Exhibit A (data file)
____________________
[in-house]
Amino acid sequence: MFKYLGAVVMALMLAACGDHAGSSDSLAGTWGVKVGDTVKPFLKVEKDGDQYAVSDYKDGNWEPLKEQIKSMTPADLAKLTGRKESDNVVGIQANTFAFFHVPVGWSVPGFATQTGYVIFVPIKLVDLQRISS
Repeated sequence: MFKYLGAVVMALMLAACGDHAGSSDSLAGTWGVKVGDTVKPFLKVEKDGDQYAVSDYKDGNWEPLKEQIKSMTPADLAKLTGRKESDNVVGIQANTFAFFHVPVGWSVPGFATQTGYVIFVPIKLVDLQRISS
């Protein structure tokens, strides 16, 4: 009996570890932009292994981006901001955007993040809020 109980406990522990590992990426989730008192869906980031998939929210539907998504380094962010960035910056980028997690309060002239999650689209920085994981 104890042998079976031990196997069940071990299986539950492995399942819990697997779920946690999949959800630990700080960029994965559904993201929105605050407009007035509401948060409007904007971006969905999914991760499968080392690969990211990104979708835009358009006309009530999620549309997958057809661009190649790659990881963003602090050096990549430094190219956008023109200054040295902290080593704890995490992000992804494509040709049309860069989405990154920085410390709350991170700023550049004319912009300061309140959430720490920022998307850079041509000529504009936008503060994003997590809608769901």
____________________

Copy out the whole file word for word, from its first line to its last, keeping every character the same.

[in-house]
Amino acid sequence: MFKYLGAVVMALMLAACGDHAGSSDSLAGTWGVKVGDTVKPFLKVEKDGDQYAVSDYKDGNWEPLKEQIKSMTPADLAKLTGRKESDNVVGIQANTFAFFHVPVGWSVPGFATQTGYVIFVPIKLVDLQRISS
Repeated sequence: MFKYLGAVVMALMLAACGDHAGSSDSLAGTWGVKVGDTVKPFLKVEKDGDQYAVSDYKDGNWEPLKEQIKSMTPADLAKLTGRKESDNVVGIQANTFAFFHVPVGWSVPGFATQTGYVIFVPIKLVDLQRISS
């Protein structure tokens, strides 16, 4: 009996570890932009292994981006901001955007993040809020 109980406990522990590992990426989730008192869906980031998939929210539907998504380094962010960035910056980028997690309060002239999650689209920085994981 104890042998079976031990196997069940071990299986539950492995399942819990697997779920946690999949959800630990700080960029994965559904993201929105605050407009007035509401948060409007904007971006969905999914991760499968080392690969990211990104979708835009358009006309009530999620549309997958057809661009190649790659990881963003602090050096990549430094190219956008023109200054040295902290080593704890995490992000992804494509040709049309860069989405990154920085410390709350991170700023550049004319912009300061309140959430720490920022998307850079041509000529504009936008503060994003997590809608769901």